Marketers don't sell teeth-whitening products because they presume people need them. To the contrary, they're trained to study what people want. Or, more precisely, to dissect what determines their wants - like appearance-consciousness - and let those drivers inform their marketing.
Proctor & Gamble's 3D White Collection was the most successful non-foods new product launch in 2011, clocking in over $151 million in sales to date. While this achievement may not be particularly noble, marketers are clearly doing something right - like figuring out what consumers will respond to, not presuming what we think they should want.
In other words, marketers are demand-driven, masters of a science-like precision to the details of behaviors and their drivers. This is, of course, not new news. But it's nonetheless a tenant that often seems to bypass the development community - especially when it comes to matters of food.
We know that malnutrition is undermining development on a massive scale, from health to education to economic growth. But while P&G is busy making millions, the World Food Programme is busy making a glitzy new fundraising campaign to 'help the hungry billion.' Called A Billion for A Billion, the campaign (see promotional video below) asks us to advocate against hunger and donate money for food subsidies. Never mind that a billion are not, in fact, 'hungry' - malnutrition is much more a problem of food quality than of food quantity. But do the poor necessarily want more food?
A recent study by economists Abhijit V. Banerjee and Esther Du?o, at MIT's Poverty Action Lab, of 18 countries found that the typical poor household could afford, on average, to spend 30 percent more on food than they actually do - by, say, ceasing expenditures on non-essentials like celebrations. In India, for example, more than 99 percent of extremely poor households are spending money on events like weddings, funerals, and religious festivals. In South Africa, the figure is 90 percent.
Televisions, too, often take precedence over more food. Nearly half of those living under one dollar a day in Nicaragua own one. Forests of aerial antennas are now a ubiquitous feature of today's urban slums. This is not to imply that nutrition isn't a problem; to the contrary, a third of the world remains micronutrient deficient. So how do we reconcile a clear development need - adequate nutrition - with an even clearer consumer reality?
To start, could it be that we're too focused on dictating what the poor should need rather than responding to the drivers of their wants? Instead of fancy (and misleading) fundraising campaigns here in the West to raise more money for more rice bags, what if practitioners more deliberately observed the behaviors of the poor, generated demand and marketed relevant products? And if the poor are choosing televisions over nutrition, then how do we better market nutrient-rich foods?
As Banerjee cleverly suggested in a recent NPR interview, could we bring to market micronutrient-fortified candy? Perhaps then we would see metrics comparable to teeth whitening products. While not quite as audacious as candy, Population Services International (PSI) bucked the industry trend with its marketing of VitalDía in Latin America, a multivitamin supplement. After listening to its consumers, PSI found that low-income women desired products that appeared 'natural' - so it crafted and marketed a brand that communicated natural fruits. At one point in Paraguay, advertising had to be suspended due to overwhelming demand.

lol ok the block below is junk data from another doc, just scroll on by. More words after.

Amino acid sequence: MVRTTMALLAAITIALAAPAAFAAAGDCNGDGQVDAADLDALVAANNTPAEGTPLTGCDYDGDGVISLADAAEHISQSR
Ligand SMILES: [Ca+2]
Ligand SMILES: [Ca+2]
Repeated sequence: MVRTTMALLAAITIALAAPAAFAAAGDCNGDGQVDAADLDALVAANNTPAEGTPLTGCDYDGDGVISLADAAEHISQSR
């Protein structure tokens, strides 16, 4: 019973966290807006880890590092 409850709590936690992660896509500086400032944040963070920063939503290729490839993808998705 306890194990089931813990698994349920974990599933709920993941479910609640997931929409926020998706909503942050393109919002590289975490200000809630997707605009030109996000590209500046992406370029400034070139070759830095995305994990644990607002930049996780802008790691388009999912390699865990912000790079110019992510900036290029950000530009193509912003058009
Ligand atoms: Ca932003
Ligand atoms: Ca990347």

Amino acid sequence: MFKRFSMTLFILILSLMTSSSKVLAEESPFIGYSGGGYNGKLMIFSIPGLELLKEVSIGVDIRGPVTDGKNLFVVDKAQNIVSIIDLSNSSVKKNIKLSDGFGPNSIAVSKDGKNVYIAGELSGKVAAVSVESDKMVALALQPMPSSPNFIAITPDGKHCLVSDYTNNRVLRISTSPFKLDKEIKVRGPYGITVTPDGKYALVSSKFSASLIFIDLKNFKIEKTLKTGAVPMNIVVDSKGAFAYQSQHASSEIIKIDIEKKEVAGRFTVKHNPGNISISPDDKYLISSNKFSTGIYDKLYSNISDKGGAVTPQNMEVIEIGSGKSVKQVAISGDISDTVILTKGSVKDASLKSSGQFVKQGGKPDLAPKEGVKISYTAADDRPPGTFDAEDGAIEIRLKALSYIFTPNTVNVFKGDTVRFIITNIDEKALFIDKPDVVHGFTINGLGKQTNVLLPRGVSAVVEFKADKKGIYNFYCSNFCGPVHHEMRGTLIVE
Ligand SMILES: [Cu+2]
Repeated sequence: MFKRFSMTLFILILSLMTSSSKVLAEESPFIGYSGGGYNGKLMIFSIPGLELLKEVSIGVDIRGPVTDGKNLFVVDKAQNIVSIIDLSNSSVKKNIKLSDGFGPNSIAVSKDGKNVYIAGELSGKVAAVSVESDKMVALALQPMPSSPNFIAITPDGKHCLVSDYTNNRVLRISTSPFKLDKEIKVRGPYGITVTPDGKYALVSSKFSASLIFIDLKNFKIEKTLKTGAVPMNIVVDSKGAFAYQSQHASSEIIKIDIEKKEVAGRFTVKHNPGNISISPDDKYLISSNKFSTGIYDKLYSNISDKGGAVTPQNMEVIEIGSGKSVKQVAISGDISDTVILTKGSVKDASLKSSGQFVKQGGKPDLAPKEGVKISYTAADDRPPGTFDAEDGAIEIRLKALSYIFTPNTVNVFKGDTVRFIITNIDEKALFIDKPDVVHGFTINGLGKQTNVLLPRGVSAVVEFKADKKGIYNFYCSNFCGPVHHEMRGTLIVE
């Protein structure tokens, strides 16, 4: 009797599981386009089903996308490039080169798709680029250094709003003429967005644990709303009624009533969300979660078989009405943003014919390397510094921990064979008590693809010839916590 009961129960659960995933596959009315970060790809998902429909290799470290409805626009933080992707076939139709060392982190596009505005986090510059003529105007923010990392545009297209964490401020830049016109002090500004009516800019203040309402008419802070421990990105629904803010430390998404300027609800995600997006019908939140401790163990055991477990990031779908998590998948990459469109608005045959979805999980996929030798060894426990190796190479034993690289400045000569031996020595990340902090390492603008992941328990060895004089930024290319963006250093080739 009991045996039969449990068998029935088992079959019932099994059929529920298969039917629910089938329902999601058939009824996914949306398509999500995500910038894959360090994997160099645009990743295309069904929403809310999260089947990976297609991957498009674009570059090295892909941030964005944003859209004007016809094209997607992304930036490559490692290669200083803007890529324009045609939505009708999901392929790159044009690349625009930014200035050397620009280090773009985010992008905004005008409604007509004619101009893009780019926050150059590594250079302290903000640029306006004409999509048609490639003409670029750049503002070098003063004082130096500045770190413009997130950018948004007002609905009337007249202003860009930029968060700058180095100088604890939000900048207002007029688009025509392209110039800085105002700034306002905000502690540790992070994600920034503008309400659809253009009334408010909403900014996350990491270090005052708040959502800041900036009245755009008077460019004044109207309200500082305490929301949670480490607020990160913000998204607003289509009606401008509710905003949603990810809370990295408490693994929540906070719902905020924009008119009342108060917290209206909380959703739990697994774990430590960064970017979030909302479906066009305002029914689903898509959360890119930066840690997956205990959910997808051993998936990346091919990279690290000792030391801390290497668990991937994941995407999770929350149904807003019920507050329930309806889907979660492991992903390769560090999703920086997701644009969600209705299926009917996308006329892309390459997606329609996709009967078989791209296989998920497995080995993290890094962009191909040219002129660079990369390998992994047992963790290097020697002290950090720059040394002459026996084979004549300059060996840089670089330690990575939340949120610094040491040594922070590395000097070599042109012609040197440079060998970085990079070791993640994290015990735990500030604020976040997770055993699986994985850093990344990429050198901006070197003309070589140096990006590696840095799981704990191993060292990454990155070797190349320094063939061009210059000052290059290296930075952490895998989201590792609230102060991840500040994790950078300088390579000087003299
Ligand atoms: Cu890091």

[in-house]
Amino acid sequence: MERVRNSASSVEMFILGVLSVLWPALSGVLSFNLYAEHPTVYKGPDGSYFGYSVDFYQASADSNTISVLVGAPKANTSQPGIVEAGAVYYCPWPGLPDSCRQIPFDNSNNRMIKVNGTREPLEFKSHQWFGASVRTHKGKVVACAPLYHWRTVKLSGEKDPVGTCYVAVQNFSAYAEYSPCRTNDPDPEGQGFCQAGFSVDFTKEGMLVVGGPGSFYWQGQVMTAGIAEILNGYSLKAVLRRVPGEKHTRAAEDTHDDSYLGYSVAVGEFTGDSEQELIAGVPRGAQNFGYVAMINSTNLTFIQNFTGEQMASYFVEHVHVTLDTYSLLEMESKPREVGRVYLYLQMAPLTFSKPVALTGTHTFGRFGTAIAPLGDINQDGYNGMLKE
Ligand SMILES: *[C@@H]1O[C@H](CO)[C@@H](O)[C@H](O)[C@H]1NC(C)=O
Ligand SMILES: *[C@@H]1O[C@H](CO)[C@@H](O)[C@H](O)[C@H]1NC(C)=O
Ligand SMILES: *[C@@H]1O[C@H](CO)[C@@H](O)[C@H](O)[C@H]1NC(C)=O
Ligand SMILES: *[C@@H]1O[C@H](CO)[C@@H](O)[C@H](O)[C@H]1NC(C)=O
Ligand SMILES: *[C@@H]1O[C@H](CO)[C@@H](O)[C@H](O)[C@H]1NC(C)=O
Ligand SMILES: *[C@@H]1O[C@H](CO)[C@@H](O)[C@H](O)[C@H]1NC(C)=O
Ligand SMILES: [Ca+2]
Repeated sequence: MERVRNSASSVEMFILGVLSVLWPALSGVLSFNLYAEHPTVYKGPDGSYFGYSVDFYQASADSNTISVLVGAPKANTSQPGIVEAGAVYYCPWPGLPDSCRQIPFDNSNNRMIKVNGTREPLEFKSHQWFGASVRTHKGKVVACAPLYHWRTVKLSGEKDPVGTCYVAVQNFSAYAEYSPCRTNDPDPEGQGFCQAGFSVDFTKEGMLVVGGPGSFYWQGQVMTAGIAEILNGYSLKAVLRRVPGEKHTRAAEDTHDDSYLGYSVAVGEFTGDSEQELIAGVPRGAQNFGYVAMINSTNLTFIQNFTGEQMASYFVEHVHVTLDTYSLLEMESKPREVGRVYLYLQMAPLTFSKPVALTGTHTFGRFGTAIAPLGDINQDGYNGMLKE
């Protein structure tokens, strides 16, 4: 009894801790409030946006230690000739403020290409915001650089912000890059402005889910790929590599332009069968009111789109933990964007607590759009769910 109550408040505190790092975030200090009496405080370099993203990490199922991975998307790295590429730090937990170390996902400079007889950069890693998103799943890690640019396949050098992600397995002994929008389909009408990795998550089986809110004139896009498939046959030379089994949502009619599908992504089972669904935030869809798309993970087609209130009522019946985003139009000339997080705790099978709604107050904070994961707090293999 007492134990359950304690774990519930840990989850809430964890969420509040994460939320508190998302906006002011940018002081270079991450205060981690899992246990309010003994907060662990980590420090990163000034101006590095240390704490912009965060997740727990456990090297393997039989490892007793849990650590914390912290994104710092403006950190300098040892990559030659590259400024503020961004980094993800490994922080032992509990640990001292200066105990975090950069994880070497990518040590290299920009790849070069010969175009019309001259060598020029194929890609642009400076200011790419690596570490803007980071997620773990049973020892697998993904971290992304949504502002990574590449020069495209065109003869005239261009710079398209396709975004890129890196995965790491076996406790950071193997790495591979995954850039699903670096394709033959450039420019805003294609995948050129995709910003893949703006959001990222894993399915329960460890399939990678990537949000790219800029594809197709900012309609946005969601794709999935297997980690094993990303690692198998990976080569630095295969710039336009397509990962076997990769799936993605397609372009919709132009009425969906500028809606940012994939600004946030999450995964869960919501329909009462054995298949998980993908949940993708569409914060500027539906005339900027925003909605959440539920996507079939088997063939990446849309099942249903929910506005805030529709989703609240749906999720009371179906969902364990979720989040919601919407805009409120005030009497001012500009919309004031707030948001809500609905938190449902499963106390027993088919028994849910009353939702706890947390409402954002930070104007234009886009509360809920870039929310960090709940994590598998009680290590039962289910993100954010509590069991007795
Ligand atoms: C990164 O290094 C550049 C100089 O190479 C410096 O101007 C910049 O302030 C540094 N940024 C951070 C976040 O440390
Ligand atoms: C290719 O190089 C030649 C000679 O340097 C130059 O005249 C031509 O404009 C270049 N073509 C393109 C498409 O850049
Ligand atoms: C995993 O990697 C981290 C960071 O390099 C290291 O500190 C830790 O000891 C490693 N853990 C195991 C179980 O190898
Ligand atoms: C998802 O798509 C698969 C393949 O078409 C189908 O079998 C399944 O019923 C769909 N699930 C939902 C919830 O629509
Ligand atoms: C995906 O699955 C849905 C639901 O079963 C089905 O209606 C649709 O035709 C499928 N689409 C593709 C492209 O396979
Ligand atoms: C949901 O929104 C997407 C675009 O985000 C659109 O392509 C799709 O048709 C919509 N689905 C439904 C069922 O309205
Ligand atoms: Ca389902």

More recently, Kenyan social enterprise Insta Products Ltd. has aimed to improve the nutrition of nearly 1 million people while building a Ksh2.1 billion business by commercializing the first fortified porridge packets in urban slums. As an example of listening rather than dictating, assiduous market research found that almost two-thirds of Kenyans purchase their groceries at informal kiosks - and that those kiosks are the most important influencers of the poor's purchasing decisions. So that's where the enterprise is going.
Our hazardous assumption that the poor must be starving and are without choices has hampered the imperative for careful market research into the very human decisions that the poor make every day, such as opting for televisions over more food. Just like P&G relentlessly probes the attitudes of its consumers, cultivates demand and walks away with record profits, so too could development practitioners approach malnutrition with a similar dexterity.
But the WFP's A Billion for a Billion campaign should alert us to something more elemental in contemporary development thinking besides the fault of dictating to consumers. It conceptualizes the poor as an abstraction: they're the 'hungry billion' rather than varied individuals who make typically human choices. (Perhaps similar to the ones we make, like purchasing millions in teeth whiteners.) Marketing should help us to understand and respond to the real behaviors of consumers, treating the poor as a little less hungry and little more human.
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